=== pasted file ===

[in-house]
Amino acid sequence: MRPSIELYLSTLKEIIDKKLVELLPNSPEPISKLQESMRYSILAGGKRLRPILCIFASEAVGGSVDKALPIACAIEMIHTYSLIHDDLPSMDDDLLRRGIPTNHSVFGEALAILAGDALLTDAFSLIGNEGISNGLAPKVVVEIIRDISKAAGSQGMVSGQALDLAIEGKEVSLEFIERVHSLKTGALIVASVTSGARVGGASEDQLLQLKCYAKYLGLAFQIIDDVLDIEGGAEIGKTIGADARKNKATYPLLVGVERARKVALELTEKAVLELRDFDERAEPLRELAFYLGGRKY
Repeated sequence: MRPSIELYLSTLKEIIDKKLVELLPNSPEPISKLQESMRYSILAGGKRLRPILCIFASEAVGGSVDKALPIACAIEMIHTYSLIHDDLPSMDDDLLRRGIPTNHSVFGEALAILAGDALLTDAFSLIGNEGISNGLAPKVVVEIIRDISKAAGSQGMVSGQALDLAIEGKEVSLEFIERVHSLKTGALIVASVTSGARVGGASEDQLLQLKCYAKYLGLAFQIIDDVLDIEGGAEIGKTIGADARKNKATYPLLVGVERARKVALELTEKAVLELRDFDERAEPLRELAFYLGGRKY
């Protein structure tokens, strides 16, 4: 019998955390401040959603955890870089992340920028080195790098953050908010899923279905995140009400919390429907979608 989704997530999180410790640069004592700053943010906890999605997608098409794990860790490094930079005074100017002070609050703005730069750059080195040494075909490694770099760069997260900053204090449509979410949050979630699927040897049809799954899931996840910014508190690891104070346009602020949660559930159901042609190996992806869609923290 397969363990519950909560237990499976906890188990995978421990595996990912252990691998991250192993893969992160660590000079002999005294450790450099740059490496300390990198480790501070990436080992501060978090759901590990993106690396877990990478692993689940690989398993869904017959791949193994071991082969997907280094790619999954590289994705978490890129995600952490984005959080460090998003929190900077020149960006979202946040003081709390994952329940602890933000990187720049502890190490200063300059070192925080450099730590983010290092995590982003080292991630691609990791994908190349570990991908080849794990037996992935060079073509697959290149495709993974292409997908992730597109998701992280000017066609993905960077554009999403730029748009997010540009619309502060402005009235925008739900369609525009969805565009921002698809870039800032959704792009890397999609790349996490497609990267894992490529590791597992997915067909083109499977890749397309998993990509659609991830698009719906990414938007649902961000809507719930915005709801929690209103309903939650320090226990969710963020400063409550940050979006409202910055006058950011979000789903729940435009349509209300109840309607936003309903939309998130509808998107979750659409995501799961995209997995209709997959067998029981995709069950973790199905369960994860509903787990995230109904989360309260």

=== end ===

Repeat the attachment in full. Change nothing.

[in-house]
Amino acid sequence: MRPSIELYLSTLKEIIDKKLVELLPNSPEPISKLQESMRYSILAGGKRLRPILCIFASEAVGGSVDKALPIACAIEMIHTYSLIHDDLPSMDDDLLRRGIPTNHSVFGEALAILAGDALLTDAFSLIGNEGISNGLAPKVVVEIIRDISKAAGSQGMVSGQALDLAIEGKEVSLEFIERVHSLKTGALIVASVTSGARVGGASEDQLLQLKCYAKYLGLAFQIIDDVLDIEGGAEIGKTIGADARKNKATYPLLVGVERARKVALELTEKAVLELRDFDERAEPLRELAFYLGGRKY
Repeated sequence: MRPSIELYLSTLKEIIDKKLVELLPNSPEPISKLQESMRYSILAGGKRLRPILCIFASEAVGGSVDKALPIACAIEMIHTYSLIHDDLPSMDDDLLRRGIPTNHSVFGEALAILAGDALLTDAFSLIGNEGISNGLAPKVVVEIIRDISKAAGSQGMVSGQALDLAIEGKEVSLEFIERVHSLKTGALIVASVTSGARVGGASEDQLLQLKCYAKYLGLAFQIIDDVLDIEGGAEIGKTIGADARKNKATYPLLVGVERARKVALELTEKAVLELRDFDERAEPLRELAFYLGGRKY
């Protein structure tokens, strides 16, 4: 019998955390401040959603955890870089992340920028080195790098953050908010899923279905995140009400919390429907979608 989704997530999180410790640069004592700053943010906890999605997608098409794990860790490094930079005074100017002070609050703005730069750059080195040494075909490694770099760069997260900053204090449509979410949050979630699927040897049809799954899931996840910014508190690891104070346009602020949660559930159901042609190996992806869609923290 397969363990519950909560237990499976906890188990995978421990595996990912252990691998991250192993893969992160660590000079002999005294450790450099740059490496300390990198480790501070990436080992501060978090759901590990993106690396877990990478692993689940690989398993869904017959791949193994071991082969997907280094790619999954590289994705978490890129995600952490984005959080460090998003929190900077020149960006979202946040003081709390994952329940602890933000990187720049502890190490200063300059070192925080450099730590983010290092995590982003080292991630691609990791994908190349570990991908080849794990037996992935060079073509697959290149495709993974292409997908992730597109998701992280000017066609993905960077554009999403730029748009997010540009619309502060402005009235925008739900369609525009969805565009921002698809870039800032959704792009890397999609790349996490497609990267894992490529590791597992997915067909083109499977890749397309998993990509659609991830698009719906990414938007649902961000809507719930915005709801929690209103309903939650320090226990969710963020400063409550940050979006409202910055006058950011979000789903729940435009349509209300109840309607936003309903939309998130509808998107979750659409995501799961995209997995209709997959067998029981995709069950973790199905369960994860509903787990995230109904989360309260």